Submission + - Man Indicted for Attempting to Blackmail Mitt Romney for $1 Million in Bitcoins (npr.org)

OakDragon writes: A Franklin, Tennessee man has been indicted for his attempt to blackmail Mitt Romney. Michael Mancil Brown allegedly claimed his intent to release some of Romney's pre-2010 tax documents unless one million dollars was converted to Bitcoins and deposited into an account which he specified. Demand letters were sent to Republican and Democrat Party offices in Tennessee, and Pricewaterhouse Coopers (whom he claimed to have stolen the documents from). Pricewaterhouse Coopers denies that he ever obtained such documents. Brown was also attempting to "sell" the documents to others (presumably the Democrats or other interested parties) for the same amount. And yes, he was apparently well aware of the Dr. Evil reference.
Science

Submission + - Spider that Builds It's Own Spider Decoys Discovered (wired.com)

OakDragon writes: "A newly discovered species of spider — apparently of the genus Cyclosa — has been discovered in the Peruvian Amazon. The spider builds an elaborate decoy out of web, twigs, and other scraps, that appears to be a much larger spider. The spider will even cause the decoy to move, marionette-style, by shaking the web."

Submission + - Kickstarter Introduces New Hardware and Product Design Project Guidelines (kickstarter.com)

OakDragon writes: "Kickstarter has introduced some more stringent guidelines and requirements specifically for the Hardware and Product Design categories. These new requirements are laid out in a blog post called "Kickstarter Is Not a Store." Simulations will now be prohibited. Video cannot show a proposed product, action, etc. — only a real product and what it does at the time. Product renderings and other simulated illustrations also will not be sufficient — the project creator will have to have photographs of a real prototype."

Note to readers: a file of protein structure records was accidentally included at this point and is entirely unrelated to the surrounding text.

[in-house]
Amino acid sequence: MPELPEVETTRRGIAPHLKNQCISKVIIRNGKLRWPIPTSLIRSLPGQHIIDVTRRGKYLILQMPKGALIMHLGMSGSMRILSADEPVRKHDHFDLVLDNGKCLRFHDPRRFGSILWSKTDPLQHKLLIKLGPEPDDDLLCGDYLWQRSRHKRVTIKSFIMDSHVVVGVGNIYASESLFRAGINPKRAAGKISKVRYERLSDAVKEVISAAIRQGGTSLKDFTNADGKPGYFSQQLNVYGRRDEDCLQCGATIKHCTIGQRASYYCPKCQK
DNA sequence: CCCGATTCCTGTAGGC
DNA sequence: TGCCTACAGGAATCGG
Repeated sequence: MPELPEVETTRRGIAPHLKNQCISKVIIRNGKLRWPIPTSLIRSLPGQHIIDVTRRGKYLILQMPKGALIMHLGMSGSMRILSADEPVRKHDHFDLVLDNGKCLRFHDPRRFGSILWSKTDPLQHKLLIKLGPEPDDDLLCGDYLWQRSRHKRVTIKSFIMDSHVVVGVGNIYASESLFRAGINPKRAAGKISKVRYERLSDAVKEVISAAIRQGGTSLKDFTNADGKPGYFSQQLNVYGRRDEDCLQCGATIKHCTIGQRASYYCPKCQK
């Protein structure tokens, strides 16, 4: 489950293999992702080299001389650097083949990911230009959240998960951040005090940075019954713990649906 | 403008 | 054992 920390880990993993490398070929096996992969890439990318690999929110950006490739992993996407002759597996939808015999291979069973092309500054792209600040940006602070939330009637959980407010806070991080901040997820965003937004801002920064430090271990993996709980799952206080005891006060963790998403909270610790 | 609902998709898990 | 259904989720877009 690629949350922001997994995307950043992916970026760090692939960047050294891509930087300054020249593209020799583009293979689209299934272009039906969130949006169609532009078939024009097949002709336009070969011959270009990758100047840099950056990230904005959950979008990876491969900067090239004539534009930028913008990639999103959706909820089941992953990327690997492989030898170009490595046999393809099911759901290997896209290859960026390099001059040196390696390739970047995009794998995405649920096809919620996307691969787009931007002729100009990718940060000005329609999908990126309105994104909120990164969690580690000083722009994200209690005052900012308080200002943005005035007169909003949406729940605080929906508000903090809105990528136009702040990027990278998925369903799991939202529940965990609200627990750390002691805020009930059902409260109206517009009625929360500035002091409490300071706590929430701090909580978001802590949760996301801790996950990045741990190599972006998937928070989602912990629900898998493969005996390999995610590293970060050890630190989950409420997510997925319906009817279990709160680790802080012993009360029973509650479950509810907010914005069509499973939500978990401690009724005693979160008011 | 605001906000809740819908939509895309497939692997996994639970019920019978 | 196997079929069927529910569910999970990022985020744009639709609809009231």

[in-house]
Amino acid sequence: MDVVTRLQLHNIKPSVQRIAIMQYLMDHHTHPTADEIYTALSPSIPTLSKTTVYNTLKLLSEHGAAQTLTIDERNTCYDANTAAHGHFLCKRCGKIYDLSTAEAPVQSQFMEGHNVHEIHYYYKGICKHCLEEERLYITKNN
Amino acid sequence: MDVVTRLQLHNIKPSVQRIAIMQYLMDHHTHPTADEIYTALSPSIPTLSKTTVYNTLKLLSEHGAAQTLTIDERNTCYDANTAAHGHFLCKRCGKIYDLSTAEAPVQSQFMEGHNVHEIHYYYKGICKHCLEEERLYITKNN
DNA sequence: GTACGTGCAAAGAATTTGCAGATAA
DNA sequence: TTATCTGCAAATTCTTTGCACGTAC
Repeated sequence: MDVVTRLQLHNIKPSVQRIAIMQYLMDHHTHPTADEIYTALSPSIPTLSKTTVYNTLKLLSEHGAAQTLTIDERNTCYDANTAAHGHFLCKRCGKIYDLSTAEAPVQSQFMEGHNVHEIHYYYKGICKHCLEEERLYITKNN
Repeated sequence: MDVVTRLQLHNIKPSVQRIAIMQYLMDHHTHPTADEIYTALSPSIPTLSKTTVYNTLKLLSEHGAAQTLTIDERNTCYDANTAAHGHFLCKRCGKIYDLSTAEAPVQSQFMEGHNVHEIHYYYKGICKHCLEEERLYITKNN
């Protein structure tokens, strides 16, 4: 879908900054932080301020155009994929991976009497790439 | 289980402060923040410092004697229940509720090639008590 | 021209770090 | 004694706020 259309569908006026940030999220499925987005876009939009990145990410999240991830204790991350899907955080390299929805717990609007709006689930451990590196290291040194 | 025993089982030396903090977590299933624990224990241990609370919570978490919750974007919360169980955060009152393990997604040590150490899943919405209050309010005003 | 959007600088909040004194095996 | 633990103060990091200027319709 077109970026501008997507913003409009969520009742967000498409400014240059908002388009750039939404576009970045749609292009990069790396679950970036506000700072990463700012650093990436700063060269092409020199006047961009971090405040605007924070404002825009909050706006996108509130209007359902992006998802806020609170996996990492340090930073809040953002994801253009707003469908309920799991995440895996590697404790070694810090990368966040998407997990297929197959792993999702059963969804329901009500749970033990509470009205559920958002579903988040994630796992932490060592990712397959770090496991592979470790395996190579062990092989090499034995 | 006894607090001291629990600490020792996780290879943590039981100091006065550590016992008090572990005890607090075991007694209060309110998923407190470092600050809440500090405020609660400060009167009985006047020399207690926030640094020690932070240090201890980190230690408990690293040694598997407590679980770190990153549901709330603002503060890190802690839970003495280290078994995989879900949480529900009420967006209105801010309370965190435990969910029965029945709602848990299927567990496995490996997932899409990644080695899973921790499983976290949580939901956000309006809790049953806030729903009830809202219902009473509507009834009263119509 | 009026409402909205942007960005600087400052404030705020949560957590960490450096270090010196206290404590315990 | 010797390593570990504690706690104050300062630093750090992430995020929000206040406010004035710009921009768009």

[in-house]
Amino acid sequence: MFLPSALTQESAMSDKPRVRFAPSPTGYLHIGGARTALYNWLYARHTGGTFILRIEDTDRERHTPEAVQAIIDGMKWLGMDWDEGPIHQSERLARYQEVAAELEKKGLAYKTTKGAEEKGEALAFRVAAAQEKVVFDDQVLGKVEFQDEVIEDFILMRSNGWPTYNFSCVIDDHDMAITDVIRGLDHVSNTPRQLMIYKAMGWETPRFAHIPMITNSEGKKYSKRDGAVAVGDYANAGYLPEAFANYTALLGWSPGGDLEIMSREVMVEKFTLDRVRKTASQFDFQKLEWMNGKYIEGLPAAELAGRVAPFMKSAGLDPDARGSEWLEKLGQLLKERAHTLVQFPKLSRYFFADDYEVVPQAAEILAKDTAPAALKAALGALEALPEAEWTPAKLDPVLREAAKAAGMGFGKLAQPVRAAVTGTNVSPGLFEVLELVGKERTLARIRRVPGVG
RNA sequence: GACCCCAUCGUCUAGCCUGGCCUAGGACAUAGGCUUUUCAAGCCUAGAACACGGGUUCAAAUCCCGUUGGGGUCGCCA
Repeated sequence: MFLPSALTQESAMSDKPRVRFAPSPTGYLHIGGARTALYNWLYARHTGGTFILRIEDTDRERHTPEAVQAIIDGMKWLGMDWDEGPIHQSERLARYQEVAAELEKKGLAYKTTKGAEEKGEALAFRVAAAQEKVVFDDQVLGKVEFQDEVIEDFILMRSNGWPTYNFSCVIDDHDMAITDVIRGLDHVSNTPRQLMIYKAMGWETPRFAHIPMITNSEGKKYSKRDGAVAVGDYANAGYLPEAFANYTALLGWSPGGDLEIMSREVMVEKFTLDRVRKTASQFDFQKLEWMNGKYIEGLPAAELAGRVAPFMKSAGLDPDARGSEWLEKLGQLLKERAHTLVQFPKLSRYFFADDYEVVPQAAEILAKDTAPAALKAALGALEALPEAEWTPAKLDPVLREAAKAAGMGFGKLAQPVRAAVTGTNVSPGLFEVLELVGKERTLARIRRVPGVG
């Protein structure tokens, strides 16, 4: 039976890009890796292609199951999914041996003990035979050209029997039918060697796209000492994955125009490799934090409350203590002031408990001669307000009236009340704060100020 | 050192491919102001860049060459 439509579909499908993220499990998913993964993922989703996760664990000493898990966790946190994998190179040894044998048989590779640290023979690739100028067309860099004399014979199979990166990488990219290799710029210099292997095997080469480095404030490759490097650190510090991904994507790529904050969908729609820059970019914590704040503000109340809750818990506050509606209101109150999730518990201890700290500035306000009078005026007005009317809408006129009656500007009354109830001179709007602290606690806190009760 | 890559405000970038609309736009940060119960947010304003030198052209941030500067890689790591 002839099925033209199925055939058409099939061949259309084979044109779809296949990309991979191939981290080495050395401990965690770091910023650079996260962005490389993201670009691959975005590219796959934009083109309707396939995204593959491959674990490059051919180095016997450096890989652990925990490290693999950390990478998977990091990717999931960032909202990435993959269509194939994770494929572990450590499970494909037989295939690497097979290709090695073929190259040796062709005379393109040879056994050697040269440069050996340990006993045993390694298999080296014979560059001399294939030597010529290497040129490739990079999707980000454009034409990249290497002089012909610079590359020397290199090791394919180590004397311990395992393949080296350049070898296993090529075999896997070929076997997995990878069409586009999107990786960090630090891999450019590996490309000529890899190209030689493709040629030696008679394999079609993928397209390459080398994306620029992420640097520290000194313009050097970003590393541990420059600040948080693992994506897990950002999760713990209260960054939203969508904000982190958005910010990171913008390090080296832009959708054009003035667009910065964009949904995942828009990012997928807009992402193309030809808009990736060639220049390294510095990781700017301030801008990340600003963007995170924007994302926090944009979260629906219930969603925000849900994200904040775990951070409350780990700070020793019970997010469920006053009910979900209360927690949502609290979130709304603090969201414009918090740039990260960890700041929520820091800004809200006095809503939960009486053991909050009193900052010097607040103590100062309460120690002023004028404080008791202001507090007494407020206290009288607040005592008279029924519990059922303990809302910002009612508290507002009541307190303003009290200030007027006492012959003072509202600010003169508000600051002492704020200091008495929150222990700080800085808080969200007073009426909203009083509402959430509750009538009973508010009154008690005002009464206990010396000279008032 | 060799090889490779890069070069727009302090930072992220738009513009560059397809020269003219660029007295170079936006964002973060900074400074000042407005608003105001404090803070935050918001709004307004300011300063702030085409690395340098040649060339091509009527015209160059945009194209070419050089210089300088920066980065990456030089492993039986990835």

Science

Submission + - Neutrino message sent through ground (msn.com)

OakDragon writes: "For the first time, scientists have used neutrinos – the exotic fundamental particles that routinely pass right through Earth – to send a message through the ground.

Because neutrinos so rarely interact with other particles, they are extremely difficult to detect. The detector, called Minerva, contains layers of different materials, including carbon, lead and iron. As the neutrinos pass through it, occasionally a neutrino will collide head-on with the nucleus of one of these atoms, creating other particles that are visible to the detector."

Television

Submission + - Fox to "paywall" shows for 8 days (arstechnica.com)

OakDragon writes: For those who are used to watching Family Guy, Glee, or The Simpsons online the day after the shows appear on TV, get ready to be mad. Fox and Hulu will be putting new shows behind a paywall for 8 days, starting August 15th. However, Hulu Plus subscribers won't have to pay — and neither will those who prove they are cable or dish subscribers. The latter authenticate DISH Network customers at first, but "other cable and satellite providers will be 'coming soon.'"